A particular preferred detergent used in the formulation of automatic transmission fluids characterized by excellent anti-squawk properties in addition to high viscosity index and anti-foam properties is a basic barium petroleum sulfonate. A superior automatic transmission fluid characterized by excellent anti-squawk, anti-wear and anti-corrosive properties which meets the rigid requirements prescribed by the manufacturers of automatic transmissions uses basic barium petroleum sulfonate as the detergent.
The barium salts of olefin-P 5 reaction products also possess detergent properties and are sometimes used in combination with petroleum sulfonate salts in automatic transmission fluids. A typical barium salt of this type is prepared as follows:
An olefin, for example, a C propylene polymer, and P 5 are reacted in the optional presence of a solvent at a temperature of 250 to 400 F. with a mol of P 8 being used for each double bond present in the olefin; the reaction product is neutralized with barium hydroxide in a hydrocarbon solvent such as xylene under reflux conditions; the resulting barium salt is isolated from the xylene solvent. A good detergent combination comprises about 75 percent basic barium petroleum sulfonate and about 25 percent barium salt of C propylene polymer- P S reaction product.
The detergent constitutes 1 to 6 weight percent of the finished automatic transmission fluid with concentrations generally falling within the range of 2 to 5 weight percent.
The corrosion inhibitors employed in the squawkfree automatic transmission fluids of this invention are broadly classified as sulfur-containing organic compounds, which term includes dithiophosphate salts, sulfurized olefins, neutralized sulfurized olefins and mixtures there of. Dithiophosphate salts are prepared by the reaction of alcohols or phenols with phosphorus pentasulfide and subsequent neutralization of the acidic reaction product with a divalent metal hydroxide or carbonate. Sulfurized olefins are obtained by the reaction of olefins including olefinic polymers and terpenes with sulfur, hydrogen sulfide or phosphorus pentasulfide; the neutral modifications resultfrom oxidation or reaction with caustic of the foregoing reaction products.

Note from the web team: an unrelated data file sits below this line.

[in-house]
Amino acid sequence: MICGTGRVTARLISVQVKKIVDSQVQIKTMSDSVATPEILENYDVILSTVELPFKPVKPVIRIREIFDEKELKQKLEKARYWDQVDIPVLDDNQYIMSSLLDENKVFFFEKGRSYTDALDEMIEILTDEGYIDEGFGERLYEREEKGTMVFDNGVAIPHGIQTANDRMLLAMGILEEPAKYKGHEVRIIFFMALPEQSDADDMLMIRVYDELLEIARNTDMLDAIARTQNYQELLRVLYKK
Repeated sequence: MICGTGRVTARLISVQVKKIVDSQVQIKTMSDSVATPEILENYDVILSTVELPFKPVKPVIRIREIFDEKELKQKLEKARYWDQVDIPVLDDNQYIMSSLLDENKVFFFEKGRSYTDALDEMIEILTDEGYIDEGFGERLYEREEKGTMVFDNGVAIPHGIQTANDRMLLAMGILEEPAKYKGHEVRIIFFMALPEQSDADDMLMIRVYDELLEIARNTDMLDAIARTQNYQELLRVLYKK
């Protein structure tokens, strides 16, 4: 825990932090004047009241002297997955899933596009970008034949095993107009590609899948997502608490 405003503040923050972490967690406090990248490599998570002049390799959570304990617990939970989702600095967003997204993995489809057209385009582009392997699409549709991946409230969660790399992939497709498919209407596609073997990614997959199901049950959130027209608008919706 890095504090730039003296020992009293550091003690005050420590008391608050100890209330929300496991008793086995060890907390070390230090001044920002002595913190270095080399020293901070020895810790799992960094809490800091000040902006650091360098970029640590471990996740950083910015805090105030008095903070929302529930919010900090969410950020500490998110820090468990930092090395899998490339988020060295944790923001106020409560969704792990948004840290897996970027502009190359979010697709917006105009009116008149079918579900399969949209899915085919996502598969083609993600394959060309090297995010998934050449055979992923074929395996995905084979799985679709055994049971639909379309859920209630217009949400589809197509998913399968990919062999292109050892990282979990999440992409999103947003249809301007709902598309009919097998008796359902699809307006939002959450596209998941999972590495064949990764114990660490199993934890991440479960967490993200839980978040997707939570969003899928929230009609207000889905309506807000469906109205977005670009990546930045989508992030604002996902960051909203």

Dithiophosphate metal salts, particularly calcium and zinc salts, are produced by the reaction of metal hydroxide, oxide, or metal, per se, with alkyl thiophosphates resulting from the reaction of monohydroxy alcohols with phosphorus pentasulfide. There appears to be some controversy over the nature of the alkyl thiophosphates resulting from the reaction of monohydroxy alcohols with phosphorus pentasulfide, but it is believed that the major reaction product has the following composition:
wherein R designates the radical of the alcohol used in the reaction. The salts are formed from the phosphorus pentasulfide-alcohol condensation products by reaction with an excess of powdered divalent metal, metal oxide or hydroxide at a temperature in the neighborhood of 200 to 350 F. Preferred alcohols for reaction with phosphorus pentasulfide are methyl isobutyl carbinol, isopropyl alcohol, lauryl alcohol, cyclohexanol, methyl cyclohexanol and capryl alcohol. The zinc salts of alkyl thiophosphates formed by reaction of P 8 with one of the aforementioned alcohols have proven to be particularly excellent corrosion inhibitors in automatic transmission fluid. A lauryl alcohol-P 5 zinc reaction product is a particularly effective corrosion inhibitor.